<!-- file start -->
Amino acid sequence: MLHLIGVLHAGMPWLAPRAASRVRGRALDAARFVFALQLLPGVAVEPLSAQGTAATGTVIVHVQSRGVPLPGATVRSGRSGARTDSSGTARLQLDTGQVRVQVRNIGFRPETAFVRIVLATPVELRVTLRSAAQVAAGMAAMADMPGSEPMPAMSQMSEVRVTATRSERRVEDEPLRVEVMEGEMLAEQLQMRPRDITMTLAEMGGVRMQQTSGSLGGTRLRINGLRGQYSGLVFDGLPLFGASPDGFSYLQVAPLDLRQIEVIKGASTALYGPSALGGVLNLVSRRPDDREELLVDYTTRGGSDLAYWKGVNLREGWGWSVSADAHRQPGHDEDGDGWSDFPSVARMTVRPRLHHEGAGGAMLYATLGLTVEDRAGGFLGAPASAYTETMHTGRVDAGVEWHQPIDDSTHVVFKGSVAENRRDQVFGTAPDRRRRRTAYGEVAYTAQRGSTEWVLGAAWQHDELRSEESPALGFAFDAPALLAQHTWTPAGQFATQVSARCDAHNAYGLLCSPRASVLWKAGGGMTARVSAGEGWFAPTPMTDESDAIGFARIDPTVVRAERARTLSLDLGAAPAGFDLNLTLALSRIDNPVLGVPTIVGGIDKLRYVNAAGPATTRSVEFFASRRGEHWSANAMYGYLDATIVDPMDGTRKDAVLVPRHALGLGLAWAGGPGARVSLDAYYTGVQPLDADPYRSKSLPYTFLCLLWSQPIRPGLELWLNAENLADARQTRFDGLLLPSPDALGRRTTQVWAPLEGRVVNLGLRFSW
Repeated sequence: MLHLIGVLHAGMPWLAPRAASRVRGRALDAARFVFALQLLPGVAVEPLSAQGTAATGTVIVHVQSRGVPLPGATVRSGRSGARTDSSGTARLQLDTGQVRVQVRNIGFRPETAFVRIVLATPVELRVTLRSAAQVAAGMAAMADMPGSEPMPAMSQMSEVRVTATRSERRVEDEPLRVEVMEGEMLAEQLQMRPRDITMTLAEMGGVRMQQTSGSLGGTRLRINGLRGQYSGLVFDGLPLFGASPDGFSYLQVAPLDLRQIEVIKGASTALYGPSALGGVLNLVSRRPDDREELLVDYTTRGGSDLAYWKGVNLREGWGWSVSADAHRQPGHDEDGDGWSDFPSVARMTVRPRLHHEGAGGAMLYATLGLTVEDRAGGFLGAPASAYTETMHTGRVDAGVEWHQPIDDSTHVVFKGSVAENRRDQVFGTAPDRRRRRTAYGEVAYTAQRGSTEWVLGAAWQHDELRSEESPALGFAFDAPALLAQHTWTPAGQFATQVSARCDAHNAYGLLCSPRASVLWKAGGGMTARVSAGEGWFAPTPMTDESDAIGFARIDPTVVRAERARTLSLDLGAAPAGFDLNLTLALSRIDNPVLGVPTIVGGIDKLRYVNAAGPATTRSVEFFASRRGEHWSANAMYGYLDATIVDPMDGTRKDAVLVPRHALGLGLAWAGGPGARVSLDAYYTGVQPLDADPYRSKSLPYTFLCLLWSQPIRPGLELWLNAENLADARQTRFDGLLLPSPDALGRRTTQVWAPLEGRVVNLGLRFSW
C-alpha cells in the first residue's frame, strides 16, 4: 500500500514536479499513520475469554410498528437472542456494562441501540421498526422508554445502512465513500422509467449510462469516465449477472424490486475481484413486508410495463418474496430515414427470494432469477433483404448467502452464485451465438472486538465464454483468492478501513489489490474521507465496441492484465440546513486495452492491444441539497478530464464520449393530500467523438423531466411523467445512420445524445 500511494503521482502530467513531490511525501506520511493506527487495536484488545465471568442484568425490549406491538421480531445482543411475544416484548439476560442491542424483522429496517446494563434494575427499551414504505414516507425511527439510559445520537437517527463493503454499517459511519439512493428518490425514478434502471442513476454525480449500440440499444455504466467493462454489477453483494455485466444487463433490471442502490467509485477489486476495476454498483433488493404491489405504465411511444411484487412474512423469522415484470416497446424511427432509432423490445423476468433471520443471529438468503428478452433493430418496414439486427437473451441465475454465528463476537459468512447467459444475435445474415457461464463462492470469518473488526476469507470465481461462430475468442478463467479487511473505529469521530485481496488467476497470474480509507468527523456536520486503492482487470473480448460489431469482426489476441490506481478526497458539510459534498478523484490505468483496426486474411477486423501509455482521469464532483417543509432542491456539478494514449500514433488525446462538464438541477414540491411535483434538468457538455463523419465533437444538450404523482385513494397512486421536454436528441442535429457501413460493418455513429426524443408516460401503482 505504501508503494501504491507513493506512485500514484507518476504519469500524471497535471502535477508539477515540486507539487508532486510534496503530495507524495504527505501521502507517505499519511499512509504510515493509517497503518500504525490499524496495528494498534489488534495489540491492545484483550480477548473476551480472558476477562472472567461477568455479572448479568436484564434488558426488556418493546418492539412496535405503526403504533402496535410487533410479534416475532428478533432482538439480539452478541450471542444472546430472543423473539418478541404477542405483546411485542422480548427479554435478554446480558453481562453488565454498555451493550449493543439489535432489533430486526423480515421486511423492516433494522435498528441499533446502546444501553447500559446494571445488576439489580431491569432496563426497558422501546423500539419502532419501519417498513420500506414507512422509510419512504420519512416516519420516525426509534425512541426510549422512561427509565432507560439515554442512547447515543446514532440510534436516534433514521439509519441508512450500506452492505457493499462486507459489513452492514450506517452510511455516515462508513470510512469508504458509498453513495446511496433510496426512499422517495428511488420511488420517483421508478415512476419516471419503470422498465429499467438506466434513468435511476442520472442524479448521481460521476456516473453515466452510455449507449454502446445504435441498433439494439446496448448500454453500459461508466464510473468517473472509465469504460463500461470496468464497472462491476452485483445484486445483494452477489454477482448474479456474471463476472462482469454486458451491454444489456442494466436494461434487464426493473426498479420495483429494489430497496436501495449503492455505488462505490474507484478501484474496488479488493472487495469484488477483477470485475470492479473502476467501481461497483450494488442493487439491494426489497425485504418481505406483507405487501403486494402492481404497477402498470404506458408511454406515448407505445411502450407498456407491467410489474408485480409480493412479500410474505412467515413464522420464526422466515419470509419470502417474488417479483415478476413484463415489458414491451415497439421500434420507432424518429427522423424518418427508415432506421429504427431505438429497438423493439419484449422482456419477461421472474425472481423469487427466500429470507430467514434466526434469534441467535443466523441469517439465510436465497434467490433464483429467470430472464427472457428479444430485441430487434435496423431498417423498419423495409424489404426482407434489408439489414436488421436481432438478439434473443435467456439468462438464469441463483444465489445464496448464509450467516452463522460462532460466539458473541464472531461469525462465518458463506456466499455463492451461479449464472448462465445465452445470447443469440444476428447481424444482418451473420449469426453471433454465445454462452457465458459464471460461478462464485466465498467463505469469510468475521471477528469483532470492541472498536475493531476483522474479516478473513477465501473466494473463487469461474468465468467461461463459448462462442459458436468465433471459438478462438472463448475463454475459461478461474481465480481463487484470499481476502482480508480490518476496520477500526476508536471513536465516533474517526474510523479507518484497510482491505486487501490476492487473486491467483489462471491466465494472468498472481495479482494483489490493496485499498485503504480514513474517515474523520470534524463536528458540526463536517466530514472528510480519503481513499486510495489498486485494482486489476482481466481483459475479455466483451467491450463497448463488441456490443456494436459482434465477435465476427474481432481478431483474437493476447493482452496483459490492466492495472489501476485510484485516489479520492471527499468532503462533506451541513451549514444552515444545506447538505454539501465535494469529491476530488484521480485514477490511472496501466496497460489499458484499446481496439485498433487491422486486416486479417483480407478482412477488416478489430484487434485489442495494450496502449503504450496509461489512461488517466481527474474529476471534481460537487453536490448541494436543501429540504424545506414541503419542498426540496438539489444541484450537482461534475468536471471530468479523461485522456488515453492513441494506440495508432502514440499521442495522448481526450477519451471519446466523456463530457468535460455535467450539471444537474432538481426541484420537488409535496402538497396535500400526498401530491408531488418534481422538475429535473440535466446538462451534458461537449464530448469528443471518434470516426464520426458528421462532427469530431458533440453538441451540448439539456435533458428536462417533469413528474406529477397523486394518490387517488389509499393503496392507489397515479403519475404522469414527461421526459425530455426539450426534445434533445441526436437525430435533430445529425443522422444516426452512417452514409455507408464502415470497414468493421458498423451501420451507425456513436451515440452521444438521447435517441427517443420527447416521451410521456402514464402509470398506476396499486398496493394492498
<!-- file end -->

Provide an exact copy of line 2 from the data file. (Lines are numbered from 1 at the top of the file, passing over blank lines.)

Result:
Repeated sequence: MLHLIGVLHAGMPWLAPRAASRVRGRALDAARFVFALQLLPGVAVEPLSAQGTAATGTVIVHVQSRGVPLPGATVRSGRSGARTDSSGTARLQLDTGQVRVQVRNIGFRPETAFVRIVLATPVELRVTLRSAAQVAAGMAAMADMPGSEPMPAMSQMSEVRVTATRSERRVEDEPLRVEVMEGEMLAEQLQMRPRDITMTLAEMGGVRMQQTSGSLGGTRLRINGLRGQYSGLVFDGLPLFGASPDGFSYLQVAPLDLRQIEVIKGASTALYGPSALGGVLNLVSRRPDDREELLVDYTTRGGSDLAYWKGVNLREGWGWSVSADAHRQPGHDEDGDGWSDFPSVARMTVRPRLHHEGAGGAMLYATLGLTVEDRAGGFLGAPASAYTETMHTGRVDAGVEWHQPIDDSTHVVFKGSVAENRRDQVFGTAPDRRRRRTAYGEVAYTAQRGSTEWVLGAAWQHDELRSEESPALGFAFDAPALLAQHTWTPAGQFATQVSARCDAHNAYGLLCSPRASVLWKAGGGMTARVSAGEGWFAPTPMTDESDAIGFARIDPTVVRAERARTLSLDLGAAPAGFDLNLTLALSRIDNPVLGVPTIVGGIDKLRYVNAAGPATTRSVEFFASRRGEHWSANAMYGYLDATIVDPMDGTRKDAVLVPRHALGLGLAWAGGPGARVSLDAYYTGVQPLDADPYRSKSLPYTFLCLLWSQPIRPGLELWLNAENLADARQTRFDGLLLPSPDALGRRTTQVWAPLEGRVVNLGLRFSW